For the best results and to prevent the need to cancel or reschedule your sigmoidoscopy, please follow your Sutter Maternity & Surgery Center of Santa Cruz doctor's instructions.
Your doctor's office will provide you with instructions about prescription medications you can and can't take before your procedure. Your doctor will also give you a prescription for preparation medication to take in advance of your procedure that will cleanse your system, such as magnesium citrate and Fleet Enema (available over the counter).
You will receive additional instructions from your prescribing doctor if you are taking diabetic medications, anticoagulants (blood thinners), or you have bleeding or clotting problems.
Things you must avoid for the procedure:
- Aspirin, NSAIDS like ibuprofen (Motrin, Advil) and naproxen (Aleve, Naprosyn).
- You may also need to avoid iron, fish oil, seeds, nuts, popcorn, quinoa and vitamin E.
- Your doctor may have you stop taking some of your medications or have you avoid certain foods for up to seven days before your procedure.
- Most doctors will require fasting to some extent and no liquids before your procedure.
- You must not eat solid foods before your procedure. Eating any solid foods may result in your procedure being canceled.
You must arrive at your given location one hour before your scheduled procedure time. Your entire stay will be between two to two and a half hours.
For your safety, Sutter Health requires you to have someone drive you home after your procedure.
You are not permitted to take a taxi, operate any mode of transportation yourself, or use any public transportation to get home after the procedure. A responsible adult will need to drive you home and someone should stay with you for at least two hours to make sure there are no issues following the sedation or procedure.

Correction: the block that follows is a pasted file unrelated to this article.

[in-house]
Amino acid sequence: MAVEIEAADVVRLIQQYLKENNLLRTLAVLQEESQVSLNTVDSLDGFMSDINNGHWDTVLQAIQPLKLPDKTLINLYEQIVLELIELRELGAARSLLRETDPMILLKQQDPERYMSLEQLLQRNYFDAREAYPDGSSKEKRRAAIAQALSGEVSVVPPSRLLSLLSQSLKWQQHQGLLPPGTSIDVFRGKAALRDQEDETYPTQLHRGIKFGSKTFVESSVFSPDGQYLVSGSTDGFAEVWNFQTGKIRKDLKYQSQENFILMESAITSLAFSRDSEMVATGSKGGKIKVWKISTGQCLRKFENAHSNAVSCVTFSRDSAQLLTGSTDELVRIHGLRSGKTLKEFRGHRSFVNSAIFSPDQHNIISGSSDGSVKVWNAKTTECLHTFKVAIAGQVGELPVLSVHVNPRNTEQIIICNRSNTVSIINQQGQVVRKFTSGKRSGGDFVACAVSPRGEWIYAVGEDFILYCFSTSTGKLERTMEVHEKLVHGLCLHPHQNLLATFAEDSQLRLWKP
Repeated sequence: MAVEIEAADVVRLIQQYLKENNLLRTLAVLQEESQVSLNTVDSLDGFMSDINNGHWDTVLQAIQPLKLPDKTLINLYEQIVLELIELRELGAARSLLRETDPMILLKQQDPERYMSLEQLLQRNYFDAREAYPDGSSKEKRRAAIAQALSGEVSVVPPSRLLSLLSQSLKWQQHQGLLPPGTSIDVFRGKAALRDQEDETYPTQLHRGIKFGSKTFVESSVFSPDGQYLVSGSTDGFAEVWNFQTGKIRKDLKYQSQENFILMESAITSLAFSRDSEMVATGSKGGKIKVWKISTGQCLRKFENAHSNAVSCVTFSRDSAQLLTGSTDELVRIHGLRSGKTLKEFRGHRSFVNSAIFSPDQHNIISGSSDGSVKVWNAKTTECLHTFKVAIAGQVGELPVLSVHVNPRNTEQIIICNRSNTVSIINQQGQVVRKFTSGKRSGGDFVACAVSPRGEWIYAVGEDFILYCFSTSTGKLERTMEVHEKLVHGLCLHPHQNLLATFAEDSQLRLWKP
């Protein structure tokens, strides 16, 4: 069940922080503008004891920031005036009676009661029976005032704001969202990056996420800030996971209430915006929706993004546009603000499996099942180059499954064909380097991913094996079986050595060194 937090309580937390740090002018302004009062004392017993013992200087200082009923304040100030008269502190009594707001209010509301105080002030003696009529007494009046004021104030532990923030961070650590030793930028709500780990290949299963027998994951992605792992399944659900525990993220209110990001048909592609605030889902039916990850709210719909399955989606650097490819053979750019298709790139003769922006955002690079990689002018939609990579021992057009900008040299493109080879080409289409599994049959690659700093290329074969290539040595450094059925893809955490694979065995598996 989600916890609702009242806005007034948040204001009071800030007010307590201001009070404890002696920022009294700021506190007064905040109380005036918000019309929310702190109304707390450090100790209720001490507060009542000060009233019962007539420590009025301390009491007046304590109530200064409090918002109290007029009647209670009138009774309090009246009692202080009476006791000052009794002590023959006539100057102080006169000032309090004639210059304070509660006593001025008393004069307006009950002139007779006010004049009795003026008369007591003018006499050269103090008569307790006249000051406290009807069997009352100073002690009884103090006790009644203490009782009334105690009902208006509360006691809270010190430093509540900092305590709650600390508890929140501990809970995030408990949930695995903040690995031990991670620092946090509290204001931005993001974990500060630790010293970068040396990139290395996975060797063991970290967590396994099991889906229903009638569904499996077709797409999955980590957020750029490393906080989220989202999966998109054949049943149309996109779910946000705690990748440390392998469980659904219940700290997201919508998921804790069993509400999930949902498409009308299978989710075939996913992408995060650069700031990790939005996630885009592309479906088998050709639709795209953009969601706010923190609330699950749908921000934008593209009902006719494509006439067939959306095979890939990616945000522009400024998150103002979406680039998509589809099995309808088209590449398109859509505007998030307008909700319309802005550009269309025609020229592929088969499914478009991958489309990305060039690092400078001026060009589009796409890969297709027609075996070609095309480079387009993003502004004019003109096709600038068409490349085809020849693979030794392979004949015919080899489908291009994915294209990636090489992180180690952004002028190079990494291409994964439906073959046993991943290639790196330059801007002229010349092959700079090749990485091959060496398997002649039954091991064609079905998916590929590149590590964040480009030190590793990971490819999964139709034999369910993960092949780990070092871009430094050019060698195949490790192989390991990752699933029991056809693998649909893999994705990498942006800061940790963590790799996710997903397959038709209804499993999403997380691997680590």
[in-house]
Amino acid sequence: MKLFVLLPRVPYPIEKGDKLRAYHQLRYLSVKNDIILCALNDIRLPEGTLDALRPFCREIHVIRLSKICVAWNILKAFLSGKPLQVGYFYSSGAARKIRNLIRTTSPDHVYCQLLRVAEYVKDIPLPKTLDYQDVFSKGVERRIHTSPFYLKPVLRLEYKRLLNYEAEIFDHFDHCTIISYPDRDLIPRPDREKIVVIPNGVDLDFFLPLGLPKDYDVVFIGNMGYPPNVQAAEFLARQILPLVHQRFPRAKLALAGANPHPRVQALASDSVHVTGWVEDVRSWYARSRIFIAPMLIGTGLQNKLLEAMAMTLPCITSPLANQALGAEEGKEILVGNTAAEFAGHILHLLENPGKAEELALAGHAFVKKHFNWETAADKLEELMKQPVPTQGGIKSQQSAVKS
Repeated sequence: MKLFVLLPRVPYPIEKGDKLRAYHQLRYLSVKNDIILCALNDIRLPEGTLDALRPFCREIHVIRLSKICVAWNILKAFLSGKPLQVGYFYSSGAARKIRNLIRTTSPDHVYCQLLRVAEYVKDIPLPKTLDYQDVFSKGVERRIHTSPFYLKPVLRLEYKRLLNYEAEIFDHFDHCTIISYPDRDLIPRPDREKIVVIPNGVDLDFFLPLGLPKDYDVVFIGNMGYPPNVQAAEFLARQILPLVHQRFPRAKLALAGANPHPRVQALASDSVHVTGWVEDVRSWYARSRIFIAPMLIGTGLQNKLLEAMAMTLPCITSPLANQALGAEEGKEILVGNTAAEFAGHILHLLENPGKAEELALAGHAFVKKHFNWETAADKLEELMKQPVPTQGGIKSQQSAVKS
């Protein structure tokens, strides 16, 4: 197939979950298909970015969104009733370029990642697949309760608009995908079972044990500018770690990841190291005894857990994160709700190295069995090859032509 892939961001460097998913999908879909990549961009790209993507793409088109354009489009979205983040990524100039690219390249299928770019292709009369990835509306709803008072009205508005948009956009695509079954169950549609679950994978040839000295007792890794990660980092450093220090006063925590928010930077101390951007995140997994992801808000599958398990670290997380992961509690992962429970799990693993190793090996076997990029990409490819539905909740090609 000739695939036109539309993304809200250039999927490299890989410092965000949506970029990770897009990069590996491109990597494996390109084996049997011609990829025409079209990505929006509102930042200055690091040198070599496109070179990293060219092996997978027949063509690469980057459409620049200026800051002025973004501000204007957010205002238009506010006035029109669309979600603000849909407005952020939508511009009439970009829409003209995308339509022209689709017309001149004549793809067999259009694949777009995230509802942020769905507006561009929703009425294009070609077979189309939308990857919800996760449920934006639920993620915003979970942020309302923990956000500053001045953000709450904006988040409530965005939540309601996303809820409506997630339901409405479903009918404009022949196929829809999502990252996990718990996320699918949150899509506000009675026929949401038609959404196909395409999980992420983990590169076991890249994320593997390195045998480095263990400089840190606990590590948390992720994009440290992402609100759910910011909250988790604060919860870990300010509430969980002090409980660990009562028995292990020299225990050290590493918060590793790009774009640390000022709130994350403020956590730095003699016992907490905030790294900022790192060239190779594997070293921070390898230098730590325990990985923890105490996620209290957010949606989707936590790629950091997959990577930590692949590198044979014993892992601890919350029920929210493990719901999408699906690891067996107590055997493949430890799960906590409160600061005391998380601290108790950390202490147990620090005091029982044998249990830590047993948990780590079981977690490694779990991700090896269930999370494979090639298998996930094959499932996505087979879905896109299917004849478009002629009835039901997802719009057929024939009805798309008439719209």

You may also prearrange a ride with Lift Line (831) 688-9663, Paracruz (831) 425-4664 or Care from the Heart (831) 476-8316. These companies have medical training in transporting patients.
Before Your Procedure
Please refer to the preparation instructions given to you by your doctor’s office. The doctor will generally ask that you drink the magnesium citrate around 6:00 pm the evening before your procedure and drink 16 to 32 ounces of clear liquids. At midnight of the day before your procedure, no eating or drinking until after your procedure. That includes gum, candy or cough drops.
While drinking the preparation medication:
- To improve the taste of your preparation medication, try adding a citrus-flavored powdered drink packet, chilling it before drinking, licking a lemon or lime wedge after drinks, or using a straw.
- Consider using petroleum jelly or diaper rash ointment around the anus before starting the prep and after each bowel movement to minimize irritation from passing many bowel movements.
- To prevent dehydration, drink plenty of fluids before and after the procedure. Your body can lose significant amounts of fluids during the bowel preparation process.
- Feelings of bloating, nausea, abdominal cramping or chills are common. This should decrease over the course of the bowel preparation.
- If you develop severe nausea or vomiting, stop drinking the bowel prep for 30 minutes and then start again once you are feeling better. If you feel you can’t complete the prep, call your provider.
Your doctor will ask that you use the Fleet Enema about two hours before your scheduled procedure time. You will use the Fleet Enema followed by warm water until clear.
What to Expect upon Arrival for your Procedure
- Prior to the procedure, a nurse will ask you questions to ensure that you understand the procedure and the reason for it, and to ensure that you prepared properly for it. The gastroenterology doctor will also review the procedure with you.
- The nurse will start an intravenous line to administer medications. The intravenous line is similar to having blood drawn. Your vital signs (blood pressure, heart rate and oxygen saturation) will be monitored closely before, during and after the procedure.
- The sigmoidoscopy will be performed while you are lying on your left side. Medications to help you relax (sedative) and narcotic (to help with discomfort) will be administered intravenously. Some people sleep during the examination, while others are very relaxed, comfortable and awake. This is NOT general anesthesia.
After the Procedure
- Rest for the remainder of the day.
- Do not participate in any activities which require coordination or judgment. You may return to regular activities the day after the procedure.
- If a polyp is removed, we recommend no travel for two weeks from your date of procedure. Check with your doctor if you are planning to travel internationally.
- Some bloating, gas or mild cramping is normal and should diminish.
- At the conclusion of your procedure, you will receive specific information about findings, post-procedure instructions and precautions.